Growing up I loved the song, and thought that the concept of not complaining was cool, but impossible. If I didn’t like something I complained. If I didn’t like someone or something someone did I complained. If I didn’t like what was prepared for me for dinner from my parent’s hard earned money, I complained (under my breath, not audibly though, because Daddy and Mama didn’t raise “no fool”).

Well, here we are today and I’m pleased to say that I don’t complain nearly as much as I used to. Trials and tribulations have taught me to keep my mouth closed of complaints and be grateful. Still, I have little spurts of complaining that I want to break up with now. So, during my Church of the Highlands annual 21 days of prayer and fasting this month I decided to give up colas and complaining. 

I guess the nature of a sacrifice is that it’s sacrificial. It costs something. With that said, and since deciding to give up sodas I’ve seen more Coke Zero this week than I’ve seen all summer. I even attended a potluck lunch and one of the cool, refreshing beverages being offered was “red” Kool-aid (which I love) spiked with Sprite (which I also love).

And then wouldn’t you know it. This season of life has been dishing me some obstacles with which to deal. I’m okay with that, as I’ve been in what seems like an ongoing relationship with testimony building tests for more than a decade. However, I, at least was able to voice my “concerns” (code word for refined complaints) about what was going on whether to someone who would listen, or simply to myself. But until August 23, and hopefully much, much longer than that I can’t because I won’t complain.


The caution in avoiding complaints has caused me to really evaluate what comes to my mind and out of my mouth. It’s been warm in Birmingham, Alabama this week. Two days in a row when I’ve gotten in my car the temperature read higher than 98. Rather than complaining about how hot it was I had to think strategically about focusing more on the fact that I have a car with air which cools really quickly and even whisper a prayer for those who don’t or work outside like landscapers. Rather than complain about the long trek in to work I chose to look at it as an opportunity to hear my Donnie McClurkin CD for a bit longer. When washing my hair the other day rather than complain about the greys that keep popping up I thought to view it as a fine time to choose a spicy new color to debut once I finally reveal my own tresses to the masses again. Rather than complain about finances or not having all I want I excitedly sent a text message to a friend to let her know that one of our restaurants Jake’s has coupons in the mail and I have two sets.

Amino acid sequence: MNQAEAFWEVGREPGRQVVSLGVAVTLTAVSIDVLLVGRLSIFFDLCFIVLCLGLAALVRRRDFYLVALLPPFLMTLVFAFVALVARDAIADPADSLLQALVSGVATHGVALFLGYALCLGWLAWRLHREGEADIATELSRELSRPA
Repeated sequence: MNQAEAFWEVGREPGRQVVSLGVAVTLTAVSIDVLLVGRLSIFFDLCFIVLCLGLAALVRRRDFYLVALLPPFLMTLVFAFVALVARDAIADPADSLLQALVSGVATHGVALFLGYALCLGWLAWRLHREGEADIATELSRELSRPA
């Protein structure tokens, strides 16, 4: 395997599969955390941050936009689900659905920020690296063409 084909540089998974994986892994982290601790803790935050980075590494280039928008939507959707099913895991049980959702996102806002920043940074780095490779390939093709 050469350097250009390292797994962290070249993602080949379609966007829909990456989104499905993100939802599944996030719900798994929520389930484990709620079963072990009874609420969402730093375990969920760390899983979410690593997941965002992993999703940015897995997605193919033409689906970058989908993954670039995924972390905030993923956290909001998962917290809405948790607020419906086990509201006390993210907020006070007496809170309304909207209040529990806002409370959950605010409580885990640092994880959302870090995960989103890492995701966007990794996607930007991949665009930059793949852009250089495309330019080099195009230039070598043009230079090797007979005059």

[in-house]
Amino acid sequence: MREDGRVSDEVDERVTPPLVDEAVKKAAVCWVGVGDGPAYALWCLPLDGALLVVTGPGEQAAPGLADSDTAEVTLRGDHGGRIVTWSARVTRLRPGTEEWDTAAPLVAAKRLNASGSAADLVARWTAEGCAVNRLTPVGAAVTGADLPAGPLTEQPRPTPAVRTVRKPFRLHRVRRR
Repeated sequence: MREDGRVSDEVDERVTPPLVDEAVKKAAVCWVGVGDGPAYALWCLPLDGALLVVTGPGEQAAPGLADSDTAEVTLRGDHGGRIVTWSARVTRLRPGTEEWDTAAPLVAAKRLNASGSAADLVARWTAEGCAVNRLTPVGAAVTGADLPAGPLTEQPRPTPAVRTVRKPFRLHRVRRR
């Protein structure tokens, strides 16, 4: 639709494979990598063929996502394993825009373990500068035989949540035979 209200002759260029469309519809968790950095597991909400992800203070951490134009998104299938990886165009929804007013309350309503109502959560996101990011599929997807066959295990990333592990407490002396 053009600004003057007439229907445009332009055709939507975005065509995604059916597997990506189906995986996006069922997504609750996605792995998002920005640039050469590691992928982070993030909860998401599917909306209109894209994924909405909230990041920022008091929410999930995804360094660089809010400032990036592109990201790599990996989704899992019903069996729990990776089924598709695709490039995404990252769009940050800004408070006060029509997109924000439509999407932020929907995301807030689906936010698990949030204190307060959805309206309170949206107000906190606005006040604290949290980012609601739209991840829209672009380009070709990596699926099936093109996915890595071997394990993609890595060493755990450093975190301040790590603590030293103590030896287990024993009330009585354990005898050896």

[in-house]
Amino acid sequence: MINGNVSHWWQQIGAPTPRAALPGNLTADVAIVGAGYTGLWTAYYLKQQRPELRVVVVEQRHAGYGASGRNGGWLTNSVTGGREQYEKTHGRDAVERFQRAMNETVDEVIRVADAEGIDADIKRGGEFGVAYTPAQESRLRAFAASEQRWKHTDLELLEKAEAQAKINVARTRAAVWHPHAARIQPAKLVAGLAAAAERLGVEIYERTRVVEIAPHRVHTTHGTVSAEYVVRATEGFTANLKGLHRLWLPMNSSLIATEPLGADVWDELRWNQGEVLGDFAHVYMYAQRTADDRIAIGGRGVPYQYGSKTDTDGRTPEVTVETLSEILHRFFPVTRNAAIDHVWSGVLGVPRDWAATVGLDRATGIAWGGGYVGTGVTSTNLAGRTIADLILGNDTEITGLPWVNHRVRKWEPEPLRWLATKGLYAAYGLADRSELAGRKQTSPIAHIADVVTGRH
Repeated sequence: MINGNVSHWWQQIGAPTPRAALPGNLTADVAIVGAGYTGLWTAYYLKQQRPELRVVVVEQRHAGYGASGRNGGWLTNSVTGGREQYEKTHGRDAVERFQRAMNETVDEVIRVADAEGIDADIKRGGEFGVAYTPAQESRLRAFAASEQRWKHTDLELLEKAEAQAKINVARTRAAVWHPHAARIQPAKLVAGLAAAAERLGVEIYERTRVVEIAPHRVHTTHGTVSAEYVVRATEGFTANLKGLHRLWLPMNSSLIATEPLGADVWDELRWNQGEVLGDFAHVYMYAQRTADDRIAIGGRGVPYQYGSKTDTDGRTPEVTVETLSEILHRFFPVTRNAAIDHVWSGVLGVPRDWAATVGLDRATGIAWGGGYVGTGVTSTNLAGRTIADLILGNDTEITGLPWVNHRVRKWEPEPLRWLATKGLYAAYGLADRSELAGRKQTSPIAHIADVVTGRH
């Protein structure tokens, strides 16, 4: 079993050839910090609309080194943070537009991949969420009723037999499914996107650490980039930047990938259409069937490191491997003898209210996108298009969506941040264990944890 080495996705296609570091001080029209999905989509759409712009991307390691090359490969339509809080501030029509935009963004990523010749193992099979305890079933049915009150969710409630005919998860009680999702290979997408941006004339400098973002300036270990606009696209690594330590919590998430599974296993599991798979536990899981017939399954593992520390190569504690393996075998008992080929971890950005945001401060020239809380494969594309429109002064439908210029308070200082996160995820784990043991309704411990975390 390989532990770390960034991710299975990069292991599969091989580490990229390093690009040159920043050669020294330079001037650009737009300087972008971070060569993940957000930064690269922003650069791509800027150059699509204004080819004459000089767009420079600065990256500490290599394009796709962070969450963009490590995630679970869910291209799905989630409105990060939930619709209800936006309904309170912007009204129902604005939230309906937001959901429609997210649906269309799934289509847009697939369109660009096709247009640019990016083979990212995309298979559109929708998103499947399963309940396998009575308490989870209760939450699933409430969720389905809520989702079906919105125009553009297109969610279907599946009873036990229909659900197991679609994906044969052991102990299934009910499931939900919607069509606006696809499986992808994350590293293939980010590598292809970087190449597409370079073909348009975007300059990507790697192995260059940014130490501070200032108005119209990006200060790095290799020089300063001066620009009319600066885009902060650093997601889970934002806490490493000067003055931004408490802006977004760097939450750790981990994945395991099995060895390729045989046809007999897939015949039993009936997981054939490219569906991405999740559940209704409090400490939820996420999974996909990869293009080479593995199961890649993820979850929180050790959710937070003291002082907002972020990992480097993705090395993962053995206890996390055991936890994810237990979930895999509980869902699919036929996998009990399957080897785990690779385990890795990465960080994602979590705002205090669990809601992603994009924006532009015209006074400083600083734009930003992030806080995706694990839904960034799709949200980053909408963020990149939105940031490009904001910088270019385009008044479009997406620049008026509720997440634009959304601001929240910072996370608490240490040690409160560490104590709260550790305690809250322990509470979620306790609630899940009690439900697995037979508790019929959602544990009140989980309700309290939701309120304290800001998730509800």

Now, don’t get me wrong. I’m not a habitual whiner, and I really try to see the good in all things. Don’t get me wrong either in thinking that being that ways is easy or comes naturally. It doesn’t come easily or naturally. Fasting from complaining when I know it’s one of those little things that hangs on in what would appear to be a harmless way is why I’ve chosen to fast from it. My prayer is that hopefully the view of gratitude becomes my main focus regardless of what’s going on, whether good, bad or too much to tell. Rev. Paul Jones said it best for me:

I’ve had some good days
I’ve had some hills to climb
I’ve had some weary days
And some sleepless nights
But when I look around
And I think things over
All of my good days
Out-weigh my bad days
I won’t complain